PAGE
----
Time and time again the UAE has proved that there are no borders to the humanity of its leaders who at the mere knowledge of Sinjab’s case moved to offer him a safer life with no petitions or pleas needed
n a daily basis the media is saturated with news about refugees escaping imminent death, heading towards unknown borders in hopes of finding a semblance of what their lives used to be. We read reports on the unfathomable numbers who will never reach the refuge they sought instead are drowned by the very waves they hoped would lead them to it. At times it seems as if the whole world has become a refugee and the few of us, who are privileged enough to wake up to the sound of an alarm clock instead of a siren, those of us who are enveloped by a veil of safety many of us fail to appreciate, have become desensitised to the migrating numbers, to the images of the dead, shrugging them away as a collective misery that this ailing part of the world must endure.
In a sea of human beings, it is difficult, at times even impossible, to see the human as being. This is where the obligation of the media lies, where it must shed light on the afflicted person and bring them to light as an individual and not a statistic. In a report done by the United Arab Emirates’ Al Khaleej Newspaper one such case was brought to the forefront. The story of Khaldoun Sinjab, a Syrian refugee residing in Lebanon, who at the age of 17 was rendered quadriplegic by a diving accident. Sinjab was not always bed-ridden for prior to this debilitating accident he graduated top of his class in Damascus and was a champion swimmer on the Syrian national team. Yet while the accident paralysed his body it did not halt his spirit for Sinjab continued to study, with books propped up on a glass table he managed to master the English language and become proficient in computer programming. He later found a job and married, persevering through every curveball life threw at him. Sinjab continued to live life as one should, one day at a time and to the fullest of his abilities. As the war in Syria began to rage Sinjab was uprooted, like many, from his home and sought refuge in neighbouring Lebanon and while he continues to work he is continuously fearful for his life for in Lebanon electricity can shut down for almost 12 hours a day and with his complete dependence on a ventilator the threat of death by suffocation is very much an everyday reality.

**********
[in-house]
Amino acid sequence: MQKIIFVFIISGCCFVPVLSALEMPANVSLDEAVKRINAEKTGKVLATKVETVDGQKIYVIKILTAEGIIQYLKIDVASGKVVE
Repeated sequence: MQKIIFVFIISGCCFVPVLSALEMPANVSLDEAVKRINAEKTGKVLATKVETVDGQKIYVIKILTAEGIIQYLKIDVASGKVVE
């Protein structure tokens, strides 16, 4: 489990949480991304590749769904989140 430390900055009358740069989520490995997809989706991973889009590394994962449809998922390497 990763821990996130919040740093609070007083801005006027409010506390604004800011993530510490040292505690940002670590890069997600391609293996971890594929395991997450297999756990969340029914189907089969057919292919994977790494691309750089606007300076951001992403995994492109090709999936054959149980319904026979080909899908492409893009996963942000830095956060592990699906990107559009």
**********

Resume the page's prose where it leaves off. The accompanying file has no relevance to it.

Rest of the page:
There are many petitions online for Sinjab’s relocation, he has applied for refuge to Canada and the UK but his case has been rejected on the grounds that if he is employed then he is not in dire need of relocation. Such is life now, a person becomes a figure on a chart and falls victim to a technicality. For years Sinjab’s endless pleas to the United Nations High Commissioner for Refugees (UNHCR) have gone unanswered until his salvation came from a place he never sought.
After the report on Sinjab was published in the United Arab Emirates his case was immediately taken up by the government who has followed up on his condition and has taken no more than a few months to relocate him and his family to Abu Dhabi where he is currently being overseen at the Cleveland Clinic. The efforts of His Highness Sheikh Mohamed Bin Zayed and the immediacy in response of the UAE’s diligent Foreign Minister Sheikh Abdullah Bin Zayed has shown that the UAE media’s voice is not only heard but also heeded. Time and time again the UAE has proved that there are no borders to the humanity of its leaders who at the mere knowledge of Sinjab’s case moved to offer him a safer life with no petitions or pleas needed.
Upon landing, although exhausted from the flight and overwhelmed by the number of medical crew there to assist him, photographers were moved to see the wide-eyed smile that was drawn on Sinjab’s face.
It is at times like these that this writer does not only consider herself lucky but immensely proud to be a daughter of this greatly humane nation.
This article first appeared in The Gulf Today newspaper on 21, October, 2016 http://bit.ly/2ez4R72
Arabic version of this article appeared in Al Khaleej newspaper http://bit.ly/2dF6kuZ